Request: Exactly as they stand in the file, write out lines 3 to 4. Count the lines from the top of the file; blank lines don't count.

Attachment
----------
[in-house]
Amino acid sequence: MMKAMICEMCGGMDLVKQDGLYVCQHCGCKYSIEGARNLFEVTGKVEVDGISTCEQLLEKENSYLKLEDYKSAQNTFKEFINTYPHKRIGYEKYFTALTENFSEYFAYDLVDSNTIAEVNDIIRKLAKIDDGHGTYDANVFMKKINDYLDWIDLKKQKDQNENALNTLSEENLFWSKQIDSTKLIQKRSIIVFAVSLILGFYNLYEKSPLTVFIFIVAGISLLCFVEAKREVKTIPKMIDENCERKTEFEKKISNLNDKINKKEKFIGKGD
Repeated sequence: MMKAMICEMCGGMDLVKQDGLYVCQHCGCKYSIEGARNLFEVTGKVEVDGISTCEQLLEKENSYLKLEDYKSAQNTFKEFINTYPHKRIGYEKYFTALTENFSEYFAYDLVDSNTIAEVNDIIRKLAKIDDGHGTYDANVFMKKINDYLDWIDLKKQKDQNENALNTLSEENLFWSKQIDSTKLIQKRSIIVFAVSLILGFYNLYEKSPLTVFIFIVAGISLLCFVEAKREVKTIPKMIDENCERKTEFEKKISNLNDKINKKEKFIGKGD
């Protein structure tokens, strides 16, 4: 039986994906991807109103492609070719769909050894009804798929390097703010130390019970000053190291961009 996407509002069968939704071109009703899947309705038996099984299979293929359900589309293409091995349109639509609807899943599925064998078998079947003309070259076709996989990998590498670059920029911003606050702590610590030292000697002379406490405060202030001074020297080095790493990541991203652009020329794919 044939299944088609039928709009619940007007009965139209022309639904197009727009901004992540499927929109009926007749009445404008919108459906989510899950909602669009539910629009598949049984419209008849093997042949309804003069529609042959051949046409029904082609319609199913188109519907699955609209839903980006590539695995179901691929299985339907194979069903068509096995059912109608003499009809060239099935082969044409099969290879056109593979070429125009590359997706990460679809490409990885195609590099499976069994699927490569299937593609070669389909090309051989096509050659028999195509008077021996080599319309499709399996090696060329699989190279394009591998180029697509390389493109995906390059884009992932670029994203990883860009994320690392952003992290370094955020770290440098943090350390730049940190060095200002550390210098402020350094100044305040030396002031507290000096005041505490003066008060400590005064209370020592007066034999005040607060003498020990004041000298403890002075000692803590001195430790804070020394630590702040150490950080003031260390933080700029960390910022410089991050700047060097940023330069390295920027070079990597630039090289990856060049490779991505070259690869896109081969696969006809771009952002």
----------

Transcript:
Repeated sequence: MMKAMICEMCGGMDLVKQDGLYVCQHCGCKYSIEGARNLFEVTGKVEVDGISTCEQLLEKENSYLKLEDYKSAQNTFKEFINTYPHKRIGYEKYFTALTENFSEYFAYDLVDSNTIAEVNDIIRKLAKIDDGHGTYDANVFMKKINDYLDWIDLKKQKDQNENALNTLSEENLFWSKQIDSTKLIQKRSIIVFAVSLILGFYNLYEKSPLTVFIFIVAGISLLCFVEAKREVKTIPKMIDENCERKTEFEKKISNLNDKINKKEKFIGKGD
């Protein structure tokens, strides 16, 4: 039986994906991807109103492609070719769909050894009804798929390097703010130390019970000053190291961009 996407509002069968939704071109009703899947309705038996099984299979293929359900589309293409091995349109639509609807899943599925064998078998079947003309070259076709996989990998590498670059920029911003606050702590610590030292000697002379406490405060202030001074020297080095790493990541991203652009020329794919 044939299944088609039928709009619940007007009965139209022309639904197009727009901004992540499927929109009926007749009445404008919108459906989510899950909602669009539910629009598949049984419209008849093997042949309804003069529609042959051949046409029904082609319609199913188109519907699955609209839903980006590539695995179901691929299985339907194979069903068509096995059912109608003499009809060239099935082969044409099969290879056109593979070429125009590359997706990460679809490409990885195609590099499976069994699927490569299937593609070669389909090309051989096509050659028999195509008077021996080599319309499709399996090696060329699989190279394009591998180029697509390389493109995906390059884009992932670029994203990883860009994320690392952003992290370094955020770290440098943090350390730049940190060095200002550390210098402020350094100044305040030396002031507290000096005041505490003066008060400590005064209370020592007066034999005040607060003498020990004041000298403890002075000692803590001195430790804070020394630590702040150490950080003031260390933080700029960390910022410089991050700047060097940023330069390295920027070079990597630039090289990856060049490779991505070259690869896109081969696969006809771009952002």